MAY 01, 2007

AM Surge Detection May Help Diabetes

Patients with type 2 diabetes who have consistent elevated blood pressure (BP) in the morning are more prone to kidney disease, eye disease, heart disease, and stroke. In the study, the researchers examined 170 patients with diabetes to determine how well regular home BP predicted complications related to their disease, compared with BP readings taken at a clinic.

The findings, reported in Diabetes Care (December 2002), showed no major differences in the occurrence of diseases among patients whose BP measured high at the clinic. Patients whose morning readings revealed higher BP were more prone to have diabetes-linked complications and heart disease, however. The findings underscore the need for patients with diabetes to monitor their BP at home. For more information on morning hypertension, visit www.morningbp.com/pt3.

Home Monitoring Improves BP

An analysis of 18 blood pressure (BP) monitoring studies found that individuals who monitor their BP at home have better control over their condition. The findings, presented at the 14th European Society of Hypertension meeting (June 2004), included 1359 patients who monitored their BP at home and 1355 patients who had their BP monitored by clinicians. The researchers discovered that BP was lower in patients who conducted home monitoring, compared with patients seen in the health care system. They found that home BP monitoring was associated with better BP values and improved control of hypertension, compared with traditional BP monitoring in clinics.

The researchers concluded that home BP monitoring will help to involve patients in the management of their own BP and help to determine if they are at risk for morning hypertension. For more information on morning hypertension, visit www.morningbp.com/pt6.

Early BP Problems May Lead to Heart Trouble

A study of young individuals in 13 American Indian communities with high blood pressure (BP) showed that they are at risk of having an abnormally large heart. Of the participants, 294 had hypertension and 675 had prehypertension.

A diagnosis of hypertension or prehypertension was associated with a greater risk of having changes in the heart structure associated with increased heart risk, including a higher rate of left ventricular hypertrophy. The frequency of left ventricular hypertrophy was 3 times higher among the hypertension group and 2 times higher among the prehypertension group, according to the findings reported in Circulation (January 16, 2007).

The findings emphasized the need for increased preventive measures, and regular home monitoring of BP. For more information on morning hypertension, visit www.morningbp.com/pt5.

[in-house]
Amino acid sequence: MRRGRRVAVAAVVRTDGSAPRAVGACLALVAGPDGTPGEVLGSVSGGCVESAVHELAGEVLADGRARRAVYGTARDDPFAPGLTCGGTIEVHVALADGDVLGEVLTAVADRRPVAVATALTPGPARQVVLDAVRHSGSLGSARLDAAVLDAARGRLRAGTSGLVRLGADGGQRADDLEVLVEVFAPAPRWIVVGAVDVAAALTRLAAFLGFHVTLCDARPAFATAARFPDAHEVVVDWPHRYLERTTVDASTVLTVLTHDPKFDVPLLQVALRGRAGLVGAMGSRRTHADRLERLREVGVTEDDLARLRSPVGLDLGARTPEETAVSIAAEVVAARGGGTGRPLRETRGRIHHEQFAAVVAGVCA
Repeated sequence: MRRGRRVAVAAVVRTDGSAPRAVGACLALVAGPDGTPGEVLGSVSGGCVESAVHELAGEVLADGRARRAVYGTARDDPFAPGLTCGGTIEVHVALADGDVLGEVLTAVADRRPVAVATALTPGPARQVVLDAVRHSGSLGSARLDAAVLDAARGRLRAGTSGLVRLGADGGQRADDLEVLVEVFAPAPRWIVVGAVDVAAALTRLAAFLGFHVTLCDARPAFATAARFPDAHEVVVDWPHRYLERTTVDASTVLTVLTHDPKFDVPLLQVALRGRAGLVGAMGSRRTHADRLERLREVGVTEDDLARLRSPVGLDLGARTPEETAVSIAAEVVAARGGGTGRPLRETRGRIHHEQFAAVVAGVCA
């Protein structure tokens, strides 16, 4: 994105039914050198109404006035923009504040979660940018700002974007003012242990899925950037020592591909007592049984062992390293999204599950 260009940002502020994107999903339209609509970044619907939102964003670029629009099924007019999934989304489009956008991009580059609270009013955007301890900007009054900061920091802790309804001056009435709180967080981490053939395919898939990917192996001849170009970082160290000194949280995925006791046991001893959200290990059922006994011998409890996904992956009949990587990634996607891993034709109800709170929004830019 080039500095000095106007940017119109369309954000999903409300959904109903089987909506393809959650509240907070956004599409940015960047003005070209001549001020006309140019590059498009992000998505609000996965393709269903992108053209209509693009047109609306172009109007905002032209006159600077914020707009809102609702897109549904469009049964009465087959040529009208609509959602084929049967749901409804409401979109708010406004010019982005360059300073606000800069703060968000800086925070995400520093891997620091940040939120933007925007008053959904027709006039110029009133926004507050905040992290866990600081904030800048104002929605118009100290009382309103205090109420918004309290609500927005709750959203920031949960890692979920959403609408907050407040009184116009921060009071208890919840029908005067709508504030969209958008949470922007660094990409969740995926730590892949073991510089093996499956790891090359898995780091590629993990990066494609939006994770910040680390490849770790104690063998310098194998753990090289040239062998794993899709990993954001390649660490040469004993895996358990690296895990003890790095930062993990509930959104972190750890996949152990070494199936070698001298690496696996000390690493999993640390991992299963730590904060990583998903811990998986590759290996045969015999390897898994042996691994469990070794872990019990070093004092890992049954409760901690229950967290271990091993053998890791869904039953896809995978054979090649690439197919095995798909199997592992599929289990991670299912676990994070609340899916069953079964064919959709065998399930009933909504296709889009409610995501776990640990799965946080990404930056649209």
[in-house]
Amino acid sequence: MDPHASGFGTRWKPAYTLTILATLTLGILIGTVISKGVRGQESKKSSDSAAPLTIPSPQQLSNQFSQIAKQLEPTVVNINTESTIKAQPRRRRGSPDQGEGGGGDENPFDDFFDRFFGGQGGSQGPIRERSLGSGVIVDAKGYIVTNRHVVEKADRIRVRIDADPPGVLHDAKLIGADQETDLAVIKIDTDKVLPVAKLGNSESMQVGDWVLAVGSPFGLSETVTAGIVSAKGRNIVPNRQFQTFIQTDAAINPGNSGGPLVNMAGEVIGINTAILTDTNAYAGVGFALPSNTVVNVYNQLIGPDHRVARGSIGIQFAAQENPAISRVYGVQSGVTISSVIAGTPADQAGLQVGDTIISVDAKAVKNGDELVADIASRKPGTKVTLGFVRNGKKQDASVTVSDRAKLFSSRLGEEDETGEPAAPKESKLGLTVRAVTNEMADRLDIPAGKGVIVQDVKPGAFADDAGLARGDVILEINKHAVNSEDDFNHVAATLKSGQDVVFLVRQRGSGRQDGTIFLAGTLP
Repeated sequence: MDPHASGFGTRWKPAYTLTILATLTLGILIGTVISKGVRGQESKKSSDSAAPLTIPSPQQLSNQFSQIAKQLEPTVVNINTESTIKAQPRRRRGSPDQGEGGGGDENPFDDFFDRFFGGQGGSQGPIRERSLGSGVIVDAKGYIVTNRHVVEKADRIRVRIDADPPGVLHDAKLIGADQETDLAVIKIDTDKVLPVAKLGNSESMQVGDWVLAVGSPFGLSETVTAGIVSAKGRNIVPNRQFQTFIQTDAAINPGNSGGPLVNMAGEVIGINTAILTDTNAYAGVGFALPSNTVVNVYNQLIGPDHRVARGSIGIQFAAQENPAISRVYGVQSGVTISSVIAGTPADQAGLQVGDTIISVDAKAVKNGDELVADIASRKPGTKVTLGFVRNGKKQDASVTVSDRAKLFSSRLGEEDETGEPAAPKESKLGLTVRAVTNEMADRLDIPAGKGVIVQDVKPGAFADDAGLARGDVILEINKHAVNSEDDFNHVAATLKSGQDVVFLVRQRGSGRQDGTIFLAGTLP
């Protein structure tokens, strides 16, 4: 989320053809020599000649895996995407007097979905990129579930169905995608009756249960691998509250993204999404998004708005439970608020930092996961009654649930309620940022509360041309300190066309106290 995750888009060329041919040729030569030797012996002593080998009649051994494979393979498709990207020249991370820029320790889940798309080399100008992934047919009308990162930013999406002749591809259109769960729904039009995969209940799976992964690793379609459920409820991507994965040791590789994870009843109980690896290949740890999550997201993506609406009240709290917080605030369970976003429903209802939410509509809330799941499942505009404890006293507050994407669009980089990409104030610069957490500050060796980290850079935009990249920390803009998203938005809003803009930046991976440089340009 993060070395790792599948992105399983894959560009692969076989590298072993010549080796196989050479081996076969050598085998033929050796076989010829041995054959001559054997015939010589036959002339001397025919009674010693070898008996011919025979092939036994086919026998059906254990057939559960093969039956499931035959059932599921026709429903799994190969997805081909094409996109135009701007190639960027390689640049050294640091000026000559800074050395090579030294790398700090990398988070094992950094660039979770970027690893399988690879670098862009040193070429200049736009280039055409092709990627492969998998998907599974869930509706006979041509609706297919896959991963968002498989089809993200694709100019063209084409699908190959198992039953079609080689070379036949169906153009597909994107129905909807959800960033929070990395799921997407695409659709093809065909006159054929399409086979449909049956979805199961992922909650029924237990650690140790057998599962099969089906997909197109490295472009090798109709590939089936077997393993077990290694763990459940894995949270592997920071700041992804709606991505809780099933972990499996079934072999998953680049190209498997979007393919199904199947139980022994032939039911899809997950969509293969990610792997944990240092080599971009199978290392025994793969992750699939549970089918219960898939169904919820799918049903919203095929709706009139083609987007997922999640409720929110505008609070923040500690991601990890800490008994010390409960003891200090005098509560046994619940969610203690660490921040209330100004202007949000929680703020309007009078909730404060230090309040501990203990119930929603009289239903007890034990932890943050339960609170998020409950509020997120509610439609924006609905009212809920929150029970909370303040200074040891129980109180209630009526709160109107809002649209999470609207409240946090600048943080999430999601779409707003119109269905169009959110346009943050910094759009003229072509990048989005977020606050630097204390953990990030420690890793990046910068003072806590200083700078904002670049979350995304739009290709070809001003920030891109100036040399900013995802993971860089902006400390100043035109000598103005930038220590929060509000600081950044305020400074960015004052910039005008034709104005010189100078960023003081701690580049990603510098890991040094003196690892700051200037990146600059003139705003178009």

Caution: Morning BP May Impact Stroke Risk

During the first few hours of the morning, patients with high blood pressure (BP) may experience morning hypertension. This morning surge puts patients at risk for stroke.

In an editorial in the March 18, 2003, issue of Circulation, Norman Kaplan, MD, summarizes Kazoumi Kario, MD, PhD, and colleagues' findings, which indicated that early morning hypertension increased the risk of stroke in seniors with high BP. For the study, 519 seniors were studied with ambulatory BP monitoring. During 41 months of follow-up, 44 strokes were reported.

The study found that patients with the highest early morning BP (within 2 hours of rising) had a greater risk of multiple silent infarcts at baseline magnetic resonance imaging (57% vs 33%), and almost a 3-fold higher stroke incidence during follow-up (19% vs 7.3%). The findings reiterate the need for hypertensive patients to learn how to monitor their BP at home to help prevent stroke and other cardiovascular events. For more information on morning hypertension, visit www.morningbp.com/pt4.

Self-monitoring Can Guide BP Treatment

Blood pressure (BP) measured at home is as precise as 24- hour ambulatory monitoring, so either can be used to modify medication taken to lower BP, according to findings reported in the American Journal of Hypertension (May 2006).

For the study, 98 patients with untreated hypertension were randomly assigned to routine home monitoring or ambulatory monitoring.At 6-week periods, average home BP measurement or one 24-hour period of ambulatory monitoring was used to adjust their antihypertensive treatment. The researchers reported that, during 6 months of follow-up, BP decreased considerably in both groups, and the changes were not dramatically different between the 2 methods.

Lead researcher Teemu J. Niiranen commented that "home blood pressure measurement can be used effectively for guiding antihypertensive treatment."In an accompanying editorial, George S. Stergiou, MD, added that the home approach "is more convenient and better accepted by the patients for long-term use and also less costly, compared to ambulatory monitoring." For more information on morning hypertension, visit www.morningbp.com/pt7.